It must be nice to have an opportunity to return to that classic, large ensemble type of theatre, the many facets and approaches available to observe and work with.

In working in this way, we’re all in the room, all day, everyone on the floor. It helps create that feeling necessary for a lot of Chekhov, but especially this story. It’s about family, or a group of people connected to this estate and this house and to this woman Ranyevskya. It helps create that community of people who are around each other a lot.

It’s important. In terms of how Simon likes to build a cast, my feeling is that that sense of community is really important, and everyone on a personal level being comfortable and being able to associate and work well with each other is vitally important, as well as an essential part of making the piece.

Tell us a bit about Varya.

Varya is… I was a bit scared about playing it. Maybe in the versions that I’d seen before, or in reading, she presented as a very difficult character to access, sometimes. She comes across as a bit harsh, or a bit mean and stroppy, and then there’s this weird love thing between her and Lopakhin, and that relationship that never quite gets fulfilled. She’s sort of not seen and not appreciated – like when someone feels that they have to fill a role, and in doing it, it in some ways turns people against them.

Does her enigmatic quality make her a more rewarding or more difficult character to invest in? What have you discovered?

Varya alone is… I still don’t know what’s necessarily going to make it into the final thing. But when you see any character when they feel they’re not being watch, or they don’t feel they have to fulfill the role that everybody else has put them into… you see the complete opposite, then you see the antithesis of that person, you see the paradox of them, and there’s been an opportunity for that in this version, which has been helpful and important in accessing and understanding Varya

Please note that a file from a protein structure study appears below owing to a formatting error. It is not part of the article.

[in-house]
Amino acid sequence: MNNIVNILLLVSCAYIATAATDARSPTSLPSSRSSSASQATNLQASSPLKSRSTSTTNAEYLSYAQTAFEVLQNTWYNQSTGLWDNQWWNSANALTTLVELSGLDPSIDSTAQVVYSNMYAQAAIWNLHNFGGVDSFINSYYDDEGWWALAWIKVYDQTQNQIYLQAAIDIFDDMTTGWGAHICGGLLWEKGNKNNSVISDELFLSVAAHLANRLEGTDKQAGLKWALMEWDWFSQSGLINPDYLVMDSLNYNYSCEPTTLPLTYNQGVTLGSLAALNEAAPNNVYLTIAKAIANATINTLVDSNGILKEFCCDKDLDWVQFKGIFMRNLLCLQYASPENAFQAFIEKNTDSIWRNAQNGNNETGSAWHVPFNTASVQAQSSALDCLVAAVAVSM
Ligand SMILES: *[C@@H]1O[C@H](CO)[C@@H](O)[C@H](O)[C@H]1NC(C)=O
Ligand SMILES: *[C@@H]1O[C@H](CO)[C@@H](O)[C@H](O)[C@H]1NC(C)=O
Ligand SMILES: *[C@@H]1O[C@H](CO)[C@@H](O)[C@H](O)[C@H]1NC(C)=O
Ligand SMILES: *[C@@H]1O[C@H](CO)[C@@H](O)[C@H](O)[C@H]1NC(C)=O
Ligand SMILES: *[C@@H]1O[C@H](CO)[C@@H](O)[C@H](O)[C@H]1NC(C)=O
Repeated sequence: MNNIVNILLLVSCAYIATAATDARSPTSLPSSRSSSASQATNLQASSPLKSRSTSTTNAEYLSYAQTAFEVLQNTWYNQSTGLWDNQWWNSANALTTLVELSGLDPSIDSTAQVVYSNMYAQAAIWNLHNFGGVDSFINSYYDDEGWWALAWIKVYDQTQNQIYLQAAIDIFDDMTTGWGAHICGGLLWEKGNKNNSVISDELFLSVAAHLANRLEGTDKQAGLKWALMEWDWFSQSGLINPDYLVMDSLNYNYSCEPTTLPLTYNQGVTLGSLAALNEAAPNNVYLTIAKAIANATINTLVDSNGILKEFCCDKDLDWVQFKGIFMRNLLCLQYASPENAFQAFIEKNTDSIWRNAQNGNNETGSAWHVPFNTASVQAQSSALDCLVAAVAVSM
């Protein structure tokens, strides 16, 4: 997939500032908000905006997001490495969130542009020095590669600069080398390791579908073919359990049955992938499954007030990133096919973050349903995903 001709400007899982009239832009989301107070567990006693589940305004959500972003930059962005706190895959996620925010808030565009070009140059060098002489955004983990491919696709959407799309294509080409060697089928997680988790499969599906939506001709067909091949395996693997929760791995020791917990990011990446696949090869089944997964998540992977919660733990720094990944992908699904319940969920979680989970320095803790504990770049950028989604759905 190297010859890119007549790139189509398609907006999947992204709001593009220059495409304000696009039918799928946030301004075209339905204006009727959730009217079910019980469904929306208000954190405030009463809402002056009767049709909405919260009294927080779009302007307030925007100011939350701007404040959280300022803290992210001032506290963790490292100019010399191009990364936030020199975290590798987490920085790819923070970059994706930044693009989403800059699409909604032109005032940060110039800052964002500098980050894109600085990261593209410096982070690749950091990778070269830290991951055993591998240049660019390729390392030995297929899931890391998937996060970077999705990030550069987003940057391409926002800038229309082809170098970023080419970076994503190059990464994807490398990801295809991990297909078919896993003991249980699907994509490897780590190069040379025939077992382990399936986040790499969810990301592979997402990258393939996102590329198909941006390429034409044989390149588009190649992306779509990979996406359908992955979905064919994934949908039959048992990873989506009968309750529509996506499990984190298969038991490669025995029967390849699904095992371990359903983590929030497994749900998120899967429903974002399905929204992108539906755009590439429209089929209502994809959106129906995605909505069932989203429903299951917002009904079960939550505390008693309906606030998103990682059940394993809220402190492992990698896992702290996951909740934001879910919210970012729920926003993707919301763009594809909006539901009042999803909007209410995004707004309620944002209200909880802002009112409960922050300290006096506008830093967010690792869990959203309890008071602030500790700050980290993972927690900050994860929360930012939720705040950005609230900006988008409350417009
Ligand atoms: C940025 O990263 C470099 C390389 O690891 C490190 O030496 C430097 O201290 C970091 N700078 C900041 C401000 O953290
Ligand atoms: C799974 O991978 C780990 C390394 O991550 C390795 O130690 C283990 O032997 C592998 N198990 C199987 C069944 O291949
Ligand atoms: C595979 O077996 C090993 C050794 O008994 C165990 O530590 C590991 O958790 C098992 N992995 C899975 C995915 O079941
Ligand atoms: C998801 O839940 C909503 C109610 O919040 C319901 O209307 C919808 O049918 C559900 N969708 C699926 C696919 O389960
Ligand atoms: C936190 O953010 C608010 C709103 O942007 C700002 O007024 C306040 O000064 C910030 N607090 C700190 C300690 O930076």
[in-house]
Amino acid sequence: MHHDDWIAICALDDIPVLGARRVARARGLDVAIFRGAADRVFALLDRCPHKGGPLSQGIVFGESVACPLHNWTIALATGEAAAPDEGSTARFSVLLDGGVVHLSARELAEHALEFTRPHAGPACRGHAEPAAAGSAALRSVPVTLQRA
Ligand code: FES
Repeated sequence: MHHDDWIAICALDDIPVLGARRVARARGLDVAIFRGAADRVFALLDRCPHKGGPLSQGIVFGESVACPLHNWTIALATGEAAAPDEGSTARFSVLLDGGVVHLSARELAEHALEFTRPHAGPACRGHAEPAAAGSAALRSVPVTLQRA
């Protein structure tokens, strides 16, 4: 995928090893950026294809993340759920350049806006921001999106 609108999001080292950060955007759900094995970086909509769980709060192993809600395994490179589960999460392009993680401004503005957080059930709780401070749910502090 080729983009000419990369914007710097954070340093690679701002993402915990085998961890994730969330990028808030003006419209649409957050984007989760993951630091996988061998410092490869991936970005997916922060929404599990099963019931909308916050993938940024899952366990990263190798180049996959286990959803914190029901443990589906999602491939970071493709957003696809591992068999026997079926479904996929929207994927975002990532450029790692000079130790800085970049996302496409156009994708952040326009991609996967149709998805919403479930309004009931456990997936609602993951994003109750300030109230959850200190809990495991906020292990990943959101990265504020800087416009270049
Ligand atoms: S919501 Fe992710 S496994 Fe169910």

Traditionally she’s been something of a conservative character, quite religious-minded, and that what makes her relationship with Lopahkin so interesting.

The stuff about religion and her being a nun is not heavily involved in this production. It’s more about – I think this is what’s important to Simon about making it something we can relate to – is what is that actually about, when someone says they want to be a nun?

Is it, I want to go to a quiet place, or I want to escape, or want to be somewhere where I can just exist – what is the basest form of that statement?

I think you could still say she’s kind of a conservative character, but conservative only in relation to the madness of the other characters. Again, that’s about needing routine and wanting things to function and to be a certain way.

With what we’re doing at the moment, there’s a few little surprises in there I think that will be very… sort of different.


The Cherry Orchard

by Simon Stone, after Anton Chekhov

10 August–25 September

MTC Southbank Theatre, The Sumner


Leave a Reply

Your email address will not be published. Required fields are marked *